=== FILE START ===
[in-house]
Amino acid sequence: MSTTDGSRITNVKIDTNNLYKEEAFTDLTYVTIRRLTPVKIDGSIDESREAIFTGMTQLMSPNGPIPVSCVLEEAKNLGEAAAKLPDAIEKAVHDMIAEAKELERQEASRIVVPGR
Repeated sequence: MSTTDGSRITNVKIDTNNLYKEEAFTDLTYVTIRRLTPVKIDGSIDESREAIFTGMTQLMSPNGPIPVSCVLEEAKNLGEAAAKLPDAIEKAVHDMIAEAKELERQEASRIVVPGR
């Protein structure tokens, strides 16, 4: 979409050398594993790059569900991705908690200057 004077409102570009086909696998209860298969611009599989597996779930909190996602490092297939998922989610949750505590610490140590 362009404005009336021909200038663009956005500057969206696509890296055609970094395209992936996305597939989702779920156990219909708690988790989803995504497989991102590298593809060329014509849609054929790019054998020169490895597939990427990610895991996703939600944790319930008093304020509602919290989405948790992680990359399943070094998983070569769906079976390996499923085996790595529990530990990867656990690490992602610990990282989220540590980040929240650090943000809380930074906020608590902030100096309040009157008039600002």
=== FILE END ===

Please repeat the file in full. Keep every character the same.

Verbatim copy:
[in-house]
Amino acid sequence: MSTTDGSRITNVKIDTNNLYKEEAFTDLTYVTIRRLTPVKIDGSIDESREAIFTGMTQLMSPNGPIPVSCVLEEAKNLGEAAAKLPDAIEKAVHDMIAEAKELERQEASRIVVPGR
Repeated sequence: MSTTDGSRITNVKIDTNNLYKEEAFTDLTYVTIRRLTPVKIDGSIDESREAIFTGMTQLMSPNGPIPVSCVLEEAKNLGEAAAKLPDAIEKAVHDMIAEAKELERQEASRIVVPGR
């Protein structure tokens, strides 16, 4: 979409050398594993790059569900991705908690200057 004077409102570009086909696998209860298969611009599989597996779930909190996602490092297939998922989610949750505590610490140590 362009404005009336021909200038663009956005500057969206696509890296055609970094395209992936996305597939989702779920156990219909708690988790989803995504497989991102590298593809060329014509849609054929790019054998020169490895597939990427990610895991996703939600944790319930008093304020509602919290989405948790992680990359399943070094998983070569769906079976390996499923085996790595529990530990990867656990690490992602610990990282989220540590980040929240650090943000809380930074906020608590902030100096309040009157008039600002």